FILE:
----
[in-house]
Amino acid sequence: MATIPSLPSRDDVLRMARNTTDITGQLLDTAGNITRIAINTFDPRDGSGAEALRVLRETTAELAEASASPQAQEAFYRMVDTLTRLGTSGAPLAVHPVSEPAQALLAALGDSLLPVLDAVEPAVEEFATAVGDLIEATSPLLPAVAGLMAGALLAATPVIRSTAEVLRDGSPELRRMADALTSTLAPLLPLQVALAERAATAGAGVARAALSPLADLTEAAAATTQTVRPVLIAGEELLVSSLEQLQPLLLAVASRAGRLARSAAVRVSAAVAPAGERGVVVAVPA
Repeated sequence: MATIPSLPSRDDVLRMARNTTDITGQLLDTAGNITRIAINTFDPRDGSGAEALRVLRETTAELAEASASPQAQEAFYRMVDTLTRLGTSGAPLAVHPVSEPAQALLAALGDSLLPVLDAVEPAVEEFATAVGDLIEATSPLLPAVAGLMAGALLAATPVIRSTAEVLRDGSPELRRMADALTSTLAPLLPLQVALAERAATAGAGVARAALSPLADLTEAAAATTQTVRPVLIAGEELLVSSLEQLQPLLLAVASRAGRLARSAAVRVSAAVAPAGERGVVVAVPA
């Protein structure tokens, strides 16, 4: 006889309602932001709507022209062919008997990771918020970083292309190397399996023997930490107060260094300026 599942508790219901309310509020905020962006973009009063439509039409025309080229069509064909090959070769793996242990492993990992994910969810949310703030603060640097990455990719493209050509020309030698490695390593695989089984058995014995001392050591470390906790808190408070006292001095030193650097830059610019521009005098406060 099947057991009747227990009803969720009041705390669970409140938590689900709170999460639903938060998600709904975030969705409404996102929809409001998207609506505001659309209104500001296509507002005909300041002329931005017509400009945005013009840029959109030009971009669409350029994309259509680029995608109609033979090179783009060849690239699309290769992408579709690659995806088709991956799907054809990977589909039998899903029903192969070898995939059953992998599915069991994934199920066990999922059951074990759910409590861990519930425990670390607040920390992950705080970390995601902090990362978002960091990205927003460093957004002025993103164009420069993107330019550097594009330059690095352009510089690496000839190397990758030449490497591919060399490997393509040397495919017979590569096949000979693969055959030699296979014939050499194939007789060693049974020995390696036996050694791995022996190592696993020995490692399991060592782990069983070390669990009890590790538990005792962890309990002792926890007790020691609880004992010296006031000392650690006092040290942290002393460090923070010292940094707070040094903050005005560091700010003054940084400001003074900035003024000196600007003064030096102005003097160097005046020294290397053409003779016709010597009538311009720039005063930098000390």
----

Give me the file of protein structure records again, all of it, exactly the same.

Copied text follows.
[in-house]
Amino acid sequence: MATIPSLPSRDDVLRMARNTTDITGQLLDTAGNITRIAINTFDPRDGSGAEALRVLRETTAELAEASASPQAQEAFYRMVDTLTRLGTSGAPLAVHPVSEPAQALLAALGDSLLPVLDAVEPAVEEFATAVGDLIEATSPLLPAVAGLMAGALLAATPVIRSTAEVLRDGSPELRRMADALTSTLAPLLPLQVALAERAATAGAGVARAALSPLADLTEAAAATTQTVRPVLIAGEELLVSSLEQLQPLLLAVASRAGRLARSAAVRVSAAVAPAGERGVVVAVPA
Repeated sequence: MATIPSLPSRDDVLRMARNTTDITGQLLDTAGNITRIAINTFDPRDGSGAEALRVLRETTAELAEASASPQAQEAFYRMVDTLTRLGTSGAPLAVHPVSEPAQALLAALGDSLLPVLDAVEPAVEEFATAVGDLIEATSPLLPAVAGLMAGALLAATPVIRSTAEVLRDGSPELRRMADALTSTLAPLLPLQVALAERAATAGAGVARAALSPLADLTEAAAATTQTVRPVLIAGEELLVSSLEQLQPLLLAVASRAGRLARSAAVRVSAAVAPAGERGVVVAVPA
């Protein structure tokens, strides 16, 4: 006889309602932001709507022209062919008997990771918020970083292309190397399996023997930490107060260094300026 599942508790219901309310509020905020962006973009009063439509039409025309080229069509064909090959070769793996242990492993990992994910969810949310703030603060640097990455990719493209050509020309030698490695390593695989089984058995014995001392050591470390906790808190408070006292001095030193650097830059610019521009005098406060 099947057991009747227990009803969720009041705390669970409140938590689900709170999460639903938060998600709904975030969705409404996102929809409001998207609506505001659309209104500001296509507002005909300041002329931005017509400009945005013009840029959109030009971009669409350029994309259509680029995608109609033979090179783009060849690239699309290769992408579709690659995806088709991956799907054809990977589909039998899903029903192969070898995939059953992998599915069991994934199920066990999922059951074990759910409590861990519930425990670390607040920390992950705080970390995601902090990362978002960091990205927003460093957004002025993103164009420069993107330019550097594009330059690095352009510089690496000839190397990758030449490497591919060399490997393509040397495919017979590569096949000979693969055959030699296979014939050499194939007789060693049974020995390696036996050694791995022996190592696993020995490692399991060592782990069983070390669990009890590790538990005792962890309990002792926890007790020691609880004992010296006031000392650690006092040290942290002393460090923070010292940094707070040094903050005005560091700010003054940084400001003074900035003024000196600007003064030096102005003097160097005046020294290397053409003779016709010597009538311009720039005063930098000390």